Month: November 2011
My dad is in his old blue Ford truck, spreading out rocks to stop flooding in a low spot in the muddy driveway. The stones are round polished ones — those that water has pre-shaped. At the time, the truck still had the front seat with its maroon and yellow stripes.
I am in a red dress with tights — the thick cotton kind that are warm, but itchy and uncomfortable. The kind that come woven with multi-layered diamond patterns. The kind I detested.
I’m pushing one of those toys that is basically a handle attached to a globe with balls inside that pop and chime with motion. I don’t know what they are called. They were a child’s equivalent of a vacuum cleaner that doesn’t function. They make an interesting sound though — at least to a child.
We are at the house. The one I hated.
I don’t know why this particular memory is stamped into the snapshots that are left of my childhood. It seems so insignificant compared to the events that played out around that time. I can’t say exactly what portion of the chronology of my life it fits in, but I have a vague idea. Like an old Polaroid, the edges have faded and the colors yellowed.
I wonder if I have hemmed memories together to create the details of this one. It’s possible I wasn’t wearing the red dress I picture when I think back on it. As evidence of this possibility, it’s odd that I’m wearing the same one in a photo taken several years later, my pixie stick legs bare in that picture, a piece of string belting it.
Maybe that’s how childhood memories still exist. Our minds fill in the gaps we have forgotten, until only the main plot remains accurate. Try as we might, we can’t alter that story line.
And so this picture remains filed away, in the recesses of my memory. I take it out every once in awhile to look it over and wonder why I still have it.
“You’re not going to print my name, are you?”
I paused, my pen poised over my notebook, thinking, That’s exactly what I’m planning to do. My deadline for the story on American ex-patriots in Berlin was looming. And I only had two other subjects. It wasn’t the reaction I was expecting from an American, but then again, Joe may not really truly be an American.
He sat on a sideways crate, the only seat left in this bar on Dresdener Strasse by the time he arrived to the Thursday night gathering of ex-patriots. A velvet curtain hung as a back drop. A red chandelier and red walls made the back room of the pub glow in a rouge hue through cigarette smoke.
We went through the normal negotiations when someone is hesitant to commit to an interview and eventually settled into questioning. Joe moved to Germany from New York City when he was 13 with his parents, he told me. He grew up in Cologne. He worked in the IT industry in Berlin at the time.
His words didn’t have the typical American accent, buttressed by blurry r’s. But they didn’t carry the strong consonants and the telling emphasis on the first syllable of words either. His pompous was more of the European kind. The way his hand motions guided his words, like a conductor of an orchestra, was a U.S. trademark.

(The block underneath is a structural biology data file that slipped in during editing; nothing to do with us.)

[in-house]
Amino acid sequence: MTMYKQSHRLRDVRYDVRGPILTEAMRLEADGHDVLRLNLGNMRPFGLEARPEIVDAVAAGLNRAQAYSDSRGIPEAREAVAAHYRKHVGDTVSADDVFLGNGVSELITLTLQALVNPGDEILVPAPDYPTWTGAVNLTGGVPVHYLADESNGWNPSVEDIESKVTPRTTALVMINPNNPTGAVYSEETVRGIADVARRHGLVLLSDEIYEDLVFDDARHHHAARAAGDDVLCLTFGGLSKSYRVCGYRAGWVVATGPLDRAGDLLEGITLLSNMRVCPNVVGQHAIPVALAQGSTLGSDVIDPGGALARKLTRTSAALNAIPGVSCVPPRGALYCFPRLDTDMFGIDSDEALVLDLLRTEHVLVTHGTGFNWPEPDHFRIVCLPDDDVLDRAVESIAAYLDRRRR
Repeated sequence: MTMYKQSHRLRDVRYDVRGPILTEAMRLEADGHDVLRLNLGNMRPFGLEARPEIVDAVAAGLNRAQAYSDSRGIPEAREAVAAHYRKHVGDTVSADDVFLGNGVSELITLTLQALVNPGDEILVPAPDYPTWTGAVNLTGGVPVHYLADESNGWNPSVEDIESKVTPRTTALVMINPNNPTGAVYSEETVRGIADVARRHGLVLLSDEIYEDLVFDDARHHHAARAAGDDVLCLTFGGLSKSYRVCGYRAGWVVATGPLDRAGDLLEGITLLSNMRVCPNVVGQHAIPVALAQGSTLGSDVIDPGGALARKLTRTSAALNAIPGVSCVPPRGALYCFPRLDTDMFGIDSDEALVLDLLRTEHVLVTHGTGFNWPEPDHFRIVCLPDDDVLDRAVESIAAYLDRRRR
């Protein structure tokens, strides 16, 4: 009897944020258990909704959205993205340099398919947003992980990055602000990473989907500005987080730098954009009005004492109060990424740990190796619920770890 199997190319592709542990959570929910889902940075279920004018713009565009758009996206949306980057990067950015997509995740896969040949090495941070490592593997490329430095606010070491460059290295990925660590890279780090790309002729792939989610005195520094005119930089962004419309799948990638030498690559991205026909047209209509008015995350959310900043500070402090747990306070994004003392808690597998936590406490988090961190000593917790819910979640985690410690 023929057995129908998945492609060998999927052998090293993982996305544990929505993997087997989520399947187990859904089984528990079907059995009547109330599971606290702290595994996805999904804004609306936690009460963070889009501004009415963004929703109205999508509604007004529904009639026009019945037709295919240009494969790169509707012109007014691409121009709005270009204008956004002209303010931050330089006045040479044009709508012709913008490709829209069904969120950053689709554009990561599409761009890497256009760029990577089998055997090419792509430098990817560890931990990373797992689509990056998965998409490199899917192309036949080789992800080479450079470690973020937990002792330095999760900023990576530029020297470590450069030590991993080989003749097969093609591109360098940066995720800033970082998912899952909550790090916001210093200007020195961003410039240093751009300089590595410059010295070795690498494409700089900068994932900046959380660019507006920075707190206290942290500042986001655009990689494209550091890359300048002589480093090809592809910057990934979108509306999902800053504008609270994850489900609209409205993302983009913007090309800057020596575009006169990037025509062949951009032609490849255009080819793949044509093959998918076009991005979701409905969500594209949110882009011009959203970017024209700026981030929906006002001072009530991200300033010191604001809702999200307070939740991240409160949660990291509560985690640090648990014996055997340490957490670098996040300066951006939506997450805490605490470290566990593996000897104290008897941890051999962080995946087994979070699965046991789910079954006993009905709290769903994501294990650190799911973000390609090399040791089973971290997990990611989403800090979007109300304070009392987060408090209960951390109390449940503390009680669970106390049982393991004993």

Joe retained his American citizenship and used the word “they” as he spoke of Germans, as one speaks of foreigners. Yet, by the time of the interview, he had lived in Germany for about 30 years. I paused, trying to figure him out. Who was he? One of his feet seemed grounded on American soil, with the other stretching to reach the German border. Yet the span across the Atlantic was too great, leaving him caught in in the updrafts and wave crests of what is in between.
How much of his eccentricity was part of his character and how much was the result of a mixed cultural identity? I wondered.
“Do you feel more German or more American?” I asked him.
“Neither,” he said, taking a sip of wine while everyone else drank beer.
He liked Berlin, he told me, where he moved to two years prior. It felt safe. He liked the freedom. “It reminds me of New York City, but without all the problems.”
Joe, if that really is his name, wasn’t to be part of the article I wrote about American ex-pats for a German newspaper. He didn’t fit the rubric.
He just didn’t fit.
I’m sitting at my desk staring at the numbers. They look dismal.
Still, for some reason lately God is urging me to tithe on my gross income. Since tithing became a habit, I’ve only been able to muster the net. He’s never bothered me about it before.
Now in the toughest month since I have given up a steady income, I suddenly feel God asking for more.
The timing is inconvenient.
God, if I tithe on the gross, I won’t be able to live on the remaining amount for next two and a half weeks, I reason with him.
God, this is crazy. Why now?
I’ve given you my job, my income, my life … What more do you want?
I want it all.
Somehow I don’t think we’re talking about just money anymore. The words from a worship song play at the fringes of my mind.
“You won’t relent until you have it all. My heart is Yours.”
I always thought those lyrics were a bit ironic. If your heart is His, why won’t He relent? I question the songwriter hypothetically.
Yet, now, I understand what it feels like to think you’re giving everything, then watch Him show the areas you are holding back.
I can’t this time, I tell him. Next time, I resolve, scrawling the information on the appropriate lines on the check. I hesitate with my pen over the amount box.
With tears rising to my eyes, I write out the gross amount.
I don’t like the moments when my lack of trust shines through, after he’s provided time and time again, sometimes in miraculous ways. Sometimes I wonder if He grows weary of me clinging to my independence and control. Yet even that question lacks understanding of His grace.
Each time I ask, as if He has never come through before, God please come through this time.
And each time, despite my doubt, He does. That’s what I cling to now.